You know how “Fruitvale Station” ends because of how it begins. Shaky cellphone footage from a Bay Area train station shows a group of black men sitting on the ground, surrounded by transit officers. One gets up. There’s a scuffle and he’s pushed back down. Another guy tries to get up and is pushed to the floor, facedown. There’s a lot of shouting. Then there’s a bang, and Oscar Grant is dead.
Oscar’s final day is the subject of the based-on-true-events “Fruitvale Station,” which opens Friday and was written and directed by 26-year-old first-timer Ryan Coogler.
The real-life Oscar Grant was fatally shot by a transit cop in 2009 at the age of 22, and the images that start the movie are from cellphone video of the actual shooting. Coogler had no problem giving away the ending right at the start.
“There are so many examples of stories that we know the endings to, and we’re still interested in watching,” he says. “Think of ‘Romeo and Juliet.’ How many times has that story been told? We know the ending and it’s always super interesting.”
Because the audience knows what’s in store for Oscar (played by Michael B. Jordan of TV’s “Friday Night Lights”), even the slightest interactions in his life take on new weight. In one scene, Oscar and his friends are riding a train into Oakland when another African-American man enters the car. He looks at Oscar’s group; they stare back at him. Both sides seem ready for a confrontation. The new guy opens his backpack, reaches inside — and pulls out a set of speakers.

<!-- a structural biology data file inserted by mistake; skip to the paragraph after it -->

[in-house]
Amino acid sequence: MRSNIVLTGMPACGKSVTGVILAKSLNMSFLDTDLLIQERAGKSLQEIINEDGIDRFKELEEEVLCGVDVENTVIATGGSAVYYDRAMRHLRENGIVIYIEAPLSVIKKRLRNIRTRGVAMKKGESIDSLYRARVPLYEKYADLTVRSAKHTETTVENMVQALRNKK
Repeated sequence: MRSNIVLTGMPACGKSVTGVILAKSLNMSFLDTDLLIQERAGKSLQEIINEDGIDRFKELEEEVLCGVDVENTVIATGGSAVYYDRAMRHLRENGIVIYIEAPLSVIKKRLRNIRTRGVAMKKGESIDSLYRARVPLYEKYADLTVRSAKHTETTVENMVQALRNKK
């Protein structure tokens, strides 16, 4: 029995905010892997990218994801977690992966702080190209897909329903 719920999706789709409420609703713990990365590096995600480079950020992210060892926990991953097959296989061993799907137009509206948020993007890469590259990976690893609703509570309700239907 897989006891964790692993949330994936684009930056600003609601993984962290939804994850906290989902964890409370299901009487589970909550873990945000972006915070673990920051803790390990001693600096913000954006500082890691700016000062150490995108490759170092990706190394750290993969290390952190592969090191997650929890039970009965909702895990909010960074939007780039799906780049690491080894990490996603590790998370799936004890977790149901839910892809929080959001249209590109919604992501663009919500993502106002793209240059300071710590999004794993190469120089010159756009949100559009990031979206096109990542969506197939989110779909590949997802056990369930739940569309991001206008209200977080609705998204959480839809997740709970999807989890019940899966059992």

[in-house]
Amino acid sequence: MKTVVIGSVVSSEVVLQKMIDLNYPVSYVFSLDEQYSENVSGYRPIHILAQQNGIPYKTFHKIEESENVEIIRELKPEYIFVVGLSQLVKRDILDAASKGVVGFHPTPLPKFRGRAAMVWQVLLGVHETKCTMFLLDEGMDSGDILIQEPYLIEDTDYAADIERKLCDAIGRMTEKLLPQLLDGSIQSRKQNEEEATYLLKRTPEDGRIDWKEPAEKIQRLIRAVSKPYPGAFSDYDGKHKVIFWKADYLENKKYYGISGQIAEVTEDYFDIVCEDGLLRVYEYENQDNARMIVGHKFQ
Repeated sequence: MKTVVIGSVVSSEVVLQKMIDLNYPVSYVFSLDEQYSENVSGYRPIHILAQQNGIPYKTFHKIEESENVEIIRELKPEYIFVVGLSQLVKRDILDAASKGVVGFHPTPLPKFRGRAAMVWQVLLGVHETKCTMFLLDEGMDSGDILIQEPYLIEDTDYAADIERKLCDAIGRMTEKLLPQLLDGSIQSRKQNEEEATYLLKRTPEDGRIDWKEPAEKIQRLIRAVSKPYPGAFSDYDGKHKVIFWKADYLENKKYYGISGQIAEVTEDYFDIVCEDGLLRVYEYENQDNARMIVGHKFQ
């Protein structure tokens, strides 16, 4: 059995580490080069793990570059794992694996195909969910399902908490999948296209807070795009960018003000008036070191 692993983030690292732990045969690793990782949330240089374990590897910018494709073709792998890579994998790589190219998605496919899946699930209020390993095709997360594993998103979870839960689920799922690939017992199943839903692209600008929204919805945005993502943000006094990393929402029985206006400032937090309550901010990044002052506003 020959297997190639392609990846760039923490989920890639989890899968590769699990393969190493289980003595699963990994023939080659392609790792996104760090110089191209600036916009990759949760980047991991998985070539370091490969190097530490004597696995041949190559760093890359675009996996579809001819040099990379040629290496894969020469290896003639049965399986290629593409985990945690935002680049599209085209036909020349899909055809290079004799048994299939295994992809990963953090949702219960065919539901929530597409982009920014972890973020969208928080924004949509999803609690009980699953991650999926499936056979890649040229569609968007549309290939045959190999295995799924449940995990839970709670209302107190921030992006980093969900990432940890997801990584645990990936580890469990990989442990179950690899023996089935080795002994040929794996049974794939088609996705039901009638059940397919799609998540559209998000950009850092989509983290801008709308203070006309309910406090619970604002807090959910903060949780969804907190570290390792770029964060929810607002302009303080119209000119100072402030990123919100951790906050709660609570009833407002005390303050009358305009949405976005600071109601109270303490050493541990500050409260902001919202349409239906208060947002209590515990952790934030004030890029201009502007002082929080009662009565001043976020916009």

“They’re not sure if he’s friend or foe, and they have to have their guard up,” Coogler says. “When you’re young and especially if you’re black, you have to constantly be on guard. The people most likely to hurt you are the people who look like you. The second most likely are those people paid to protect you.”
Still, there’s lots of love in the film. Oscar is constantly calling and texting his mother, his grandma and his girlfriend, and he’s especially affectionate with his young daughter.
“People ask why Oscar says he loves somebody [when] he gets off the phone,” Coogler says. “With a lot of young males in urban environments, you never know when your last moment is going to come. So when you’re telling the people you love goodbye, you tell them you love them. Because you never know.”